Criminal Defense of Immigrants


§ 2.23 A. Summary

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Criminal counsel have a legal and ethical responsibility to protect our clients from damaging immigration consequences of a criminal case:


·         It’s the right thing to do.

·         Ethics considerations require it.

·         Courts expect us to do it.

·         Standards of the profession require it.

·         State statutes require advice of possible immigration consequences.

·         Duty to investigate.

·         Duty to use mitigating facts to obtain better plea and lower sentence.

·         Duty not to give affirmative misadvice.

·         Duty to advise the client of actual immigration consequences.

·         Duty to defend against collateral consequences.

Moreover, it is in our own interest to do so:


·         Desire to deliver excellent legal services.

·         Benefits of practice development through total client service.

·         Ineffective assistance of counsel.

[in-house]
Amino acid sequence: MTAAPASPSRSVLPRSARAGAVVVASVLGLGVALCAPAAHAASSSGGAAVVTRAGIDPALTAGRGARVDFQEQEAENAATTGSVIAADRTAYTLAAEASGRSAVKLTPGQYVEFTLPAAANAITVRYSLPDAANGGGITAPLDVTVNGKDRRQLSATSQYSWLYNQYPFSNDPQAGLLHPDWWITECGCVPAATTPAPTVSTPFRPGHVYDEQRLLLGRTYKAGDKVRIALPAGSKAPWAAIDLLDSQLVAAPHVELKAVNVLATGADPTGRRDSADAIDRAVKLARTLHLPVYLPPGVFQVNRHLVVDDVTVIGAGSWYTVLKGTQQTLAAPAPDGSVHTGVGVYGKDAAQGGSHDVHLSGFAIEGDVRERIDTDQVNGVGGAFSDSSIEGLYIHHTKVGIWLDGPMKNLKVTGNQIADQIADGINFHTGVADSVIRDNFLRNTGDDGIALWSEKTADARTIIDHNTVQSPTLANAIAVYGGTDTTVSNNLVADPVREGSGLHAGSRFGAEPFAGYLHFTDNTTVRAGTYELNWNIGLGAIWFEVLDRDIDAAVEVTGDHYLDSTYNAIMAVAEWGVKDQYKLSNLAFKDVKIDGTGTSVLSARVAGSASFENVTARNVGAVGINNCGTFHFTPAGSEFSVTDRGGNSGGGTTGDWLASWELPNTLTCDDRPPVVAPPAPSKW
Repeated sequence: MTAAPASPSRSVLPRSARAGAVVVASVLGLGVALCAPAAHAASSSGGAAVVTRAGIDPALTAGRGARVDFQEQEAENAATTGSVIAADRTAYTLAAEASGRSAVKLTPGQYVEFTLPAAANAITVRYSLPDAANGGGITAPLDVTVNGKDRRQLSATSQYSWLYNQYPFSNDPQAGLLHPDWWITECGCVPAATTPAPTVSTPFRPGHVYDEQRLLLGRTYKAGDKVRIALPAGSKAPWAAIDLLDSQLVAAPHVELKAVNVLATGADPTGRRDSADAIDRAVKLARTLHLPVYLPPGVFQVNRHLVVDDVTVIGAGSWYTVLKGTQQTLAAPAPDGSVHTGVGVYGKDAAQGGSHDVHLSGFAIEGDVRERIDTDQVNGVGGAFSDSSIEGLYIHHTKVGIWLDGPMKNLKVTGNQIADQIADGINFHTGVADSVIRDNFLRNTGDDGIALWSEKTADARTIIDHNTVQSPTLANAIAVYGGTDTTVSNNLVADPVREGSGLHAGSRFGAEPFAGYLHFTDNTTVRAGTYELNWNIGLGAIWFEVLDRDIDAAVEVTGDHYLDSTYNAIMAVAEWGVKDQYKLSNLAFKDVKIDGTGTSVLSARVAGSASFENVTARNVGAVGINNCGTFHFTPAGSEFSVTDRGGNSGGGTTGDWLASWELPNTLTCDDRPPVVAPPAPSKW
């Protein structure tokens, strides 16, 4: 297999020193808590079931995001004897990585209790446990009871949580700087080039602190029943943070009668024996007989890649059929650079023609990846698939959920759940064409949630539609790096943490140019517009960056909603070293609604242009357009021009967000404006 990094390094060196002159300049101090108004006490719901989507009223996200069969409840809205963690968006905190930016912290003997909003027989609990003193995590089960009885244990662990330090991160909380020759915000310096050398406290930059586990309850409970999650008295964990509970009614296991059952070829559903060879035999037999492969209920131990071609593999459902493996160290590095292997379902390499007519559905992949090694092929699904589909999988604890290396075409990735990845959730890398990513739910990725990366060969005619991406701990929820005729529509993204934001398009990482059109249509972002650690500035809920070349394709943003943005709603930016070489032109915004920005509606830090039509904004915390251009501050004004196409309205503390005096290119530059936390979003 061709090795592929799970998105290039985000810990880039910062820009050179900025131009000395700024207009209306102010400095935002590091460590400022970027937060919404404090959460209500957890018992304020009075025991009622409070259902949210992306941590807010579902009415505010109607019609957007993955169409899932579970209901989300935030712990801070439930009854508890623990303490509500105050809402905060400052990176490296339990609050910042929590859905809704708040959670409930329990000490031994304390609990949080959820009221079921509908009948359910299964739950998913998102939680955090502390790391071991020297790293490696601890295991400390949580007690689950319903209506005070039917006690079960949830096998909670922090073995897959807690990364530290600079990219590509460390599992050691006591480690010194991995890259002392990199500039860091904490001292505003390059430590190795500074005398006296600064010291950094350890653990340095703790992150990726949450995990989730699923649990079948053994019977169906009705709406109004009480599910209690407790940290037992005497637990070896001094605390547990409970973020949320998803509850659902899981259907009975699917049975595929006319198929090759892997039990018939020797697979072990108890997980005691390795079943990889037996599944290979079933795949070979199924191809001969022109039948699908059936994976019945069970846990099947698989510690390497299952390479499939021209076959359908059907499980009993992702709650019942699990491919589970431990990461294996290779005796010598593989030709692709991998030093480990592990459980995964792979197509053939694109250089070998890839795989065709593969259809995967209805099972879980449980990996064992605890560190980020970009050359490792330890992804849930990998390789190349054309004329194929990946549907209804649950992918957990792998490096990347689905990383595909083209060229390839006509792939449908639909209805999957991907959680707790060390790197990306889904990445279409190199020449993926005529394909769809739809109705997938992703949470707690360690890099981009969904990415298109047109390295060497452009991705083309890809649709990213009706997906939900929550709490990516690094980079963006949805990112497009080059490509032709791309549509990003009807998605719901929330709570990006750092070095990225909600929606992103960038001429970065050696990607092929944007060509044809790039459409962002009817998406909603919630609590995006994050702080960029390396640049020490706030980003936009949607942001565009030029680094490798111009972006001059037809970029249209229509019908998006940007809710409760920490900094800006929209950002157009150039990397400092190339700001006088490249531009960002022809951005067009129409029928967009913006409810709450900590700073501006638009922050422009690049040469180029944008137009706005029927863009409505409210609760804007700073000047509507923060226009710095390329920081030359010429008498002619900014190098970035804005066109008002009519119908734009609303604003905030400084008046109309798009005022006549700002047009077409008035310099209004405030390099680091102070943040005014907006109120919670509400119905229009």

·         Malpractice liability.

·         Malpractice insurance rates.

·         Eligibility for membership on court appointed panels.

·         Damage to reputation within the profession.

·         Damage to reputation among client communities.

·         Disciplinary sanctions: disbarment and lesser penalties.

·         Damage to self-esteem.

·         Loss of income.

·         Stress and mental distress.

·         Costs of attempting to rectify a mistake.


These are the main ideas.  More detailed information and legal authorities on these topics are provided below.  If you want, you can skip to the conclusion,[10] which addresses the question: So what?  Where do we go from here?  And offers a surprisingly simple way to do so that uses our knowledge and skills as criminal lawyers, but does not require us to learn the complexities of immigration law.  See § 2.24, infra.

[10]  See § 2.42, infra.